Dear Reader: I write to better understand my experiences of life; I share with the hope that my words will touch something inside you, and together we will remember that we all walk through life with love and loss, joy and sorrow, hope and despair, faith and uncertainty.
NOTE: I will never write about upsetting details without a warning.
I find a kind of grace in looking for an unmet need and meeting it. There is a right-ness to this kind of task, regardless of how humble, regardless of whether it is noticed.
Many years ago I managed a volunteer program. Several days a week I supervised a group of volunteers whose job required that they be outside in all kinds of weather for several hours. They referred to me as Grand PooBah and bowed down to me, called me Queen of All, things like that. But one of my greatest pleasures was in fetching hot coffee for them; and I referred to it that way, fetching coffee, a task traditionally assigned to women in subservient administrative roles.
When I started another job, also management level, I looked around to see where there was a need – not in my department, but in the office in general. I noticed that some anonymous person always washed the dirty mugs and dishes we all left behind in the sink, and stacked them up in the dish drainer – where they stacked higher and higher until they would topple over. Finding my unmet need, in the mornings when I arrived I started to take the dishes from the drainer and put them away in the cupboard above. Just as quietly and unceremoniously as the mystery dishwasher, I found a way to serve. It was a modest and simple task, but it served a need and it made me happy.
During my fourteen months spent as a park aide earning minimum wage for the State of Washington, the mainstay of my job was cleaning restrooms. Since that was my job, I decided to do it very well. I cleaned places that no one else did: I made the toilet bowl and sink undersides sparkle; I scoured the built up scum in the sinks and on the walls under the hand dryers. I noticed the difference when I hadn’t been working for a couple of days; the restrooms no longer gleamed. I knew that campers would not necessarily notice, but that was ok. I was still making their camping experience better. And that made me feel better.
Later as a park ranger I felt proud to wear the badge and iconic flat hat. I carried the responsibility of my firearm and law enforcement authority with gravity. And I delighted at opportunities to engage children in the wonders of the natural world. But through it all, the task I found most satisfying - in its simple, meditative, modesty - was “litter patrol.” I did not always have time to stop and pick up cigarette butts, chicken bones, gum, gum wrappers, and the amazing array of objects that people think belong on the ground; but when I did I always felt satisfaction at returning pieces of the park back to nature.
My neighbor two doors down died a few weeks ago. Friends have been leaving bouquets and potted flowers on her doorstep. Her parents live out of state, and have not yet come to claim her belongings and empty out her apartment. It has been quite windy recently, and one evening I came home from work to find a big vase toppled, the water spilled out of it, and flowers scattered and dying. I couldn’t bear the thought of her friends coming to leave more flowers, and eventually her parents, and seeing this neglected and withering shrine. I got some scissors and a pitcher of fresh water, and sat down on her porch. Slowly, mindfully, I trimmed off wilted flower heads and reassembled a fresh bouquet, then set it up inside a small stand that would prevent it from tipping again. Every few days I go and freshen up the water, clean up the bouquet and any new flowers. Her friends and parents won’t ever know that someone did this; they probably won’t even think about it. And that’s ok. I just want to make sure they don’t wonder why her neighbors cared so little that they let the bouquets scatter and decay.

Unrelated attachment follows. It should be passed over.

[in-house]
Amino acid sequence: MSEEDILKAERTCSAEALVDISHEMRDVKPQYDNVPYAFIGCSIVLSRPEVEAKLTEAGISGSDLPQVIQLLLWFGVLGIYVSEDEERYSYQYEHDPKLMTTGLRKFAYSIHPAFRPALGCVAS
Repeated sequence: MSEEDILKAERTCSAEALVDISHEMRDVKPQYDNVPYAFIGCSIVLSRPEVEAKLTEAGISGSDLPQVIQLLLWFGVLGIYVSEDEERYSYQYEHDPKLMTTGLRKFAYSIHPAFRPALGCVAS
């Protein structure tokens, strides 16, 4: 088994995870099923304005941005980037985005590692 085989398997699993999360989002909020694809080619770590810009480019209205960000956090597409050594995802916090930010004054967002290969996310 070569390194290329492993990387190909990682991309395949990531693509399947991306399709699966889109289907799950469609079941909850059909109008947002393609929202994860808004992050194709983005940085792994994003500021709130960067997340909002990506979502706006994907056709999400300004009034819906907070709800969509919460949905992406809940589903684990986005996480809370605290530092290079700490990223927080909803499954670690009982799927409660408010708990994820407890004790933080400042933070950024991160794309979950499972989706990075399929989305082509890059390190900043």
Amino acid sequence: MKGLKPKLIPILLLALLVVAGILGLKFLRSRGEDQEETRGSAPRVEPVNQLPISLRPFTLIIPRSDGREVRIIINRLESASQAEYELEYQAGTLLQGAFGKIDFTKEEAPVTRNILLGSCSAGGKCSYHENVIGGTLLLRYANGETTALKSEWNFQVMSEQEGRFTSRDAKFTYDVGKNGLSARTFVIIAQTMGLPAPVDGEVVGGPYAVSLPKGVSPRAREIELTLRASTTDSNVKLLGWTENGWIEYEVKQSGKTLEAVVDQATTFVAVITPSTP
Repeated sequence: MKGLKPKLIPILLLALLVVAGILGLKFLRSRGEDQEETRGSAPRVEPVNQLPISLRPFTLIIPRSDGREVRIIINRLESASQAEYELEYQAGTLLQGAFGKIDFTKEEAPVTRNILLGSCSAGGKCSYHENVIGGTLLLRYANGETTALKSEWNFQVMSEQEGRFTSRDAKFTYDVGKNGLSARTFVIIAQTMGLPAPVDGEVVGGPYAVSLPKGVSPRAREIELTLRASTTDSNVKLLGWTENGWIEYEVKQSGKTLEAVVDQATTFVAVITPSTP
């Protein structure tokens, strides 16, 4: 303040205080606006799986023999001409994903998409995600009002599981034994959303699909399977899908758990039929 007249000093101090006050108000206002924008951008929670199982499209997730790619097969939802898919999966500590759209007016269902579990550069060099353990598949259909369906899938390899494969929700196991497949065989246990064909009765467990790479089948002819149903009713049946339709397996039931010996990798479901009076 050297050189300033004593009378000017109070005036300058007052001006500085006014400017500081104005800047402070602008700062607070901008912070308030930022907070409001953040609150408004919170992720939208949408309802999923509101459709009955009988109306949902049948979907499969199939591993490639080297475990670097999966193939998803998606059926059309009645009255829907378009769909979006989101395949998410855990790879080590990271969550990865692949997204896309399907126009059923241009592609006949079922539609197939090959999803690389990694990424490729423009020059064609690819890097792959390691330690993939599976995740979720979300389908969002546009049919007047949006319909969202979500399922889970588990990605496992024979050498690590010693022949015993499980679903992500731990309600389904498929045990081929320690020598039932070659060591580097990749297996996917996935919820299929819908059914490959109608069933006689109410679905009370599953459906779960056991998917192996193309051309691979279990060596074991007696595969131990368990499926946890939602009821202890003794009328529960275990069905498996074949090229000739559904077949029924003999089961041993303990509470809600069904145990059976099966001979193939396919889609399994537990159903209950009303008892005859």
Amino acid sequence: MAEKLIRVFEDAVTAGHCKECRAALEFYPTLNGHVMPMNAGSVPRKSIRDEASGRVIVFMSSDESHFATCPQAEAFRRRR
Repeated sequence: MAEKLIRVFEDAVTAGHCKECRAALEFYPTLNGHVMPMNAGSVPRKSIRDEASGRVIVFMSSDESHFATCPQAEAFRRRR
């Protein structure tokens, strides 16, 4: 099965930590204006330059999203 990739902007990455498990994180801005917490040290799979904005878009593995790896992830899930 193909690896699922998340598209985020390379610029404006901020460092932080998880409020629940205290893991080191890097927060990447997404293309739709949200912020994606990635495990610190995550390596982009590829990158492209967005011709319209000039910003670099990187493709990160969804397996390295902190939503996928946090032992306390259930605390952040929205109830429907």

I’ve been writing my blog for nearly a year now. Through my writing I feel the same sense of satisfaction I have felt from the tasks above – it has a right-ness to it. In this case the need is in me, but when I hear from readers that my words echo feelings they have, I am deeply gratified. This gratification is juxtaposed with my unglamorous temporary job, which I often can’t even manage to go to because I just can’t face the world. My ego withers under what I perceive as the judgmental stares of my coworkers who also work unglamorous jobs, but who manage to get to work every day. And while my blog does not offer glory, it does make me feel proud. It is mine, it is born from me, it is my way of turning my confusion and love and pain and passion and fright and joy into something tangible, something I can share with you.
The unmet need was my feelings of isolation needing to be expressed. Meeting that need through my writing in itself has been satisfying. To discover in the process that I am not alone, I am with all of you, we are all here living this life together, has changed everything.
Dear Reader, please consider posting your comments and questions below. I would love to hear from you! Please let your friends know about my blog. And thank you for visiting!